Mount Pugh (or Pugh Mountain, or native name Da Klagwats) is a peak near the western edge of the North Cascades, in Washington, United States. It is located approximately 12 miles west of Glacier Peak, one of the Cascade stratovolcanoes. It rises out of the confluence of the White Chuck River (on the north) and the Sauk River (on the southwest), giving it very low footings. For example, it rises 6150 ft (1,875 m) above the Sauk River Valley in just over 2 horizontal miles (3.2 km); its rise over the White Chuck River is almost as dramatic. The mountain is named "for John Pugh, who settled at the base in 1891." (Beckey 1996:88)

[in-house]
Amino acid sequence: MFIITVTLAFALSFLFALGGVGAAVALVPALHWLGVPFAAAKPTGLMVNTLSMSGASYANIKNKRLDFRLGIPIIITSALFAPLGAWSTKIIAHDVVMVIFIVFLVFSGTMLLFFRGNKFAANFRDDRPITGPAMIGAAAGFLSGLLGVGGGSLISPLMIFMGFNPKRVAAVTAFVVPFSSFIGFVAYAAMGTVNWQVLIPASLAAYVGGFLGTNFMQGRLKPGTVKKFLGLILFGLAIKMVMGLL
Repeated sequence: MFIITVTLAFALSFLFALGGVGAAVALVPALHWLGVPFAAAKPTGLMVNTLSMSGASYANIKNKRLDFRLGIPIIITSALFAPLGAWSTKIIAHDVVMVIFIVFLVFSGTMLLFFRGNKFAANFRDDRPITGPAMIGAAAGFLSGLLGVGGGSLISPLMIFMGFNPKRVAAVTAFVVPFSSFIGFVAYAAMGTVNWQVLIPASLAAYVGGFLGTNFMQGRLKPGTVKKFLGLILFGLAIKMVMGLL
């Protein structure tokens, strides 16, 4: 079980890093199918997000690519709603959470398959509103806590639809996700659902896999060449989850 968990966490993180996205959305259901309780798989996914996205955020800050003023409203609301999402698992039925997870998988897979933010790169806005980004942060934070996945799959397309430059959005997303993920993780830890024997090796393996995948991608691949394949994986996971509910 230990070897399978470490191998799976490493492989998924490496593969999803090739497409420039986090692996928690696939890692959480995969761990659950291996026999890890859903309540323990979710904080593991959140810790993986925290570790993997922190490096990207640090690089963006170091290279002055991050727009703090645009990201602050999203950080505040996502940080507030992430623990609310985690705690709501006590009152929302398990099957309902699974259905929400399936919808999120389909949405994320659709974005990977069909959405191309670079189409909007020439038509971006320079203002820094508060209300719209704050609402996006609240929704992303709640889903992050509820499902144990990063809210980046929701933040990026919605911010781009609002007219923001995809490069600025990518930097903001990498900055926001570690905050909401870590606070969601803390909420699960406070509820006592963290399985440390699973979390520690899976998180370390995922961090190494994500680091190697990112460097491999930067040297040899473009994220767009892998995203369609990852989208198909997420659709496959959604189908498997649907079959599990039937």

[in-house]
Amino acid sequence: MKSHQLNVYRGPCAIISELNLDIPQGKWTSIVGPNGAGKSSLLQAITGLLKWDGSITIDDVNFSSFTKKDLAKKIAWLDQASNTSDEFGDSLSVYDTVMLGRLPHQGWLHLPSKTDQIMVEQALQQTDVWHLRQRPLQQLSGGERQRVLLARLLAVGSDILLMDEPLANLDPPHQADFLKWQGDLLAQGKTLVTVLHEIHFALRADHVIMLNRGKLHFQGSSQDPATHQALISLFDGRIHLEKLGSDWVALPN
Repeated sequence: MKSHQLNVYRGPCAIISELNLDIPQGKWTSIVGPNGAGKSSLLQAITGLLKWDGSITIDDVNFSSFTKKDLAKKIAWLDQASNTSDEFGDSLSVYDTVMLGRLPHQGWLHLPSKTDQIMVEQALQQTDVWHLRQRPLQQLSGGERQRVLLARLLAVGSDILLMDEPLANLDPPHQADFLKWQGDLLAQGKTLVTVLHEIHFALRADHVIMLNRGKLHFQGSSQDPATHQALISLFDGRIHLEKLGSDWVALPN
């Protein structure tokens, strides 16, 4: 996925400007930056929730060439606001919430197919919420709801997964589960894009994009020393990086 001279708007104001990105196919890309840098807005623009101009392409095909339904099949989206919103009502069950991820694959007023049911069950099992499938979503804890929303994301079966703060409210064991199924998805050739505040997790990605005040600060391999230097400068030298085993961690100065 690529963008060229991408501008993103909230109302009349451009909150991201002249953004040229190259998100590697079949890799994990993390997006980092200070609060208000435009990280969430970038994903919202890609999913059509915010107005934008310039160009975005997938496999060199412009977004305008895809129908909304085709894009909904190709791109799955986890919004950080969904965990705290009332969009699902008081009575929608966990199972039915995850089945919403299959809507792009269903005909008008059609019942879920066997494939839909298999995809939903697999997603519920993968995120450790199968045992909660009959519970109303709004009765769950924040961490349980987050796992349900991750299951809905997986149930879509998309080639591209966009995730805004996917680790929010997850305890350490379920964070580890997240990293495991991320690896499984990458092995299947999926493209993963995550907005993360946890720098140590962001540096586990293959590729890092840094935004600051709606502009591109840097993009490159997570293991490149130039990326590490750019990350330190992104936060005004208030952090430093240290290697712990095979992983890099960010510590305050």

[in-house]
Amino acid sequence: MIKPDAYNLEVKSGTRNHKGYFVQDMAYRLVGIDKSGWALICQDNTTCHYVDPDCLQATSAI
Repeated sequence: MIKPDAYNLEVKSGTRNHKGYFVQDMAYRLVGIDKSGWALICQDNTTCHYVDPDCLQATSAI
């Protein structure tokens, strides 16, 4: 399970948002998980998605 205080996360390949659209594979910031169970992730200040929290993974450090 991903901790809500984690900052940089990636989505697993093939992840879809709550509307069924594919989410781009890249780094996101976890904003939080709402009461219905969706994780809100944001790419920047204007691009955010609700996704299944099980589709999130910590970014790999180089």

According to Fred Beckey, "Nels Bruseth apparently made the first ascent in 1916." (Beckey 1996:88) Earlier unrecorded ascents, including possibly much earlier Native American ascents, are possibilities, since the easiest ascent route is non-technical.
Mount Pugh is notable for having a long, steep standard ascent route that is nonetheless entirely on a trail (albeit one that becomes only a "marked scramble route...Class 2" near the top). (Beckey 1996:88) This is the Northwest Ridge, Trail Number 644, which actually starts in the Sauk River Valley on the southwest side of the mountain. The total elevation gain is almost exactly one mile (5,280 ft/1,609 m).